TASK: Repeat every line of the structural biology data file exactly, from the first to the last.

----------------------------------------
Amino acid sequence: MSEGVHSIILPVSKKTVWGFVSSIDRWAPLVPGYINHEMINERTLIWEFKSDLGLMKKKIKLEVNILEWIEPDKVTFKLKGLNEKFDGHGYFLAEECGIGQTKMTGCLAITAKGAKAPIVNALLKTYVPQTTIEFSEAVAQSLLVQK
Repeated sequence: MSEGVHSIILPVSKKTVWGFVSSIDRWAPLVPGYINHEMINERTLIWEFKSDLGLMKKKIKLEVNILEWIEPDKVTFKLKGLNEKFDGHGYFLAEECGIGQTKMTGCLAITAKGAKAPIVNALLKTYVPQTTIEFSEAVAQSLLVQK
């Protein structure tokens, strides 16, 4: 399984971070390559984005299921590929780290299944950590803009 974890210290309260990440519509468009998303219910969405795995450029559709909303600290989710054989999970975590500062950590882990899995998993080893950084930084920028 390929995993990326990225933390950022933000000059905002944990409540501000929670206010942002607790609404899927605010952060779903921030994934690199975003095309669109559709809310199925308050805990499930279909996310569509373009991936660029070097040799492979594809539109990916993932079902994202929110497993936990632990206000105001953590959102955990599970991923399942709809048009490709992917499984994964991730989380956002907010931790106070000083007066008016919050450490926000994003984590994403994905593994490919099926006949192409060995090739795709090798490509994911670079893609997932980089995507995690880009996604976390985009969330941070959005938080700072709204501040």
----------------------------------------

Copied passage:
Amino acid sequence: MSEGVHSIILPVSKKTVWGFVSSIDRWAPLVPGYINHEMINERTLIWEFKSDLGLMKKKIKLEVNILEWIEPDKVTFKLKGLNEKFDGHGYFLAEECGIGQTKMTGCLAITAKGAKAPIVNALLKTYVPQTTIEFSEAVAQSLLVQK
Repeated sequence: MSEGVHSIILPVSKKTVWGFVSSIDRWAPLVPGYINHEMINERTLIWEFKSDLGLMKKKIKLEVNILEWIEPDKVTFKLKGLNEKFDGHGYFLAEECGIGQTKMTGCLAITAKGAKAPIVNALLKTYVPQTTIEFSEAVAQSLLVQK
């Protein structure tokens, strides 16, 4: 399984971070390559984005299921590929780290299944950590803009 974890210290309260990440519509468009998303219910969405795995450029559709909303600290989710054989999970975590500062950590882990899995998993080893950084930084920028 390929995993990326990225933390950022933000000059905002944990409540501000929670206010942002607790609404899927605010952060779903921030994934690199975003095309669109559709809310199925308050805990499930279909996310569509373009991936660029070097040799492979594809539109990916993932079902994202929110497993936990632990206000105001953590959102955990599970991923399942709809048009490709992917499984994964991730989380956002907010931790106070000083007066008016919050450490926000994003984590994403994905593994490919099926006949192409060995090739795709090798490509994911670079893609997932980089995507995690880009996604976390985009969330941070959005938080700072709204501040």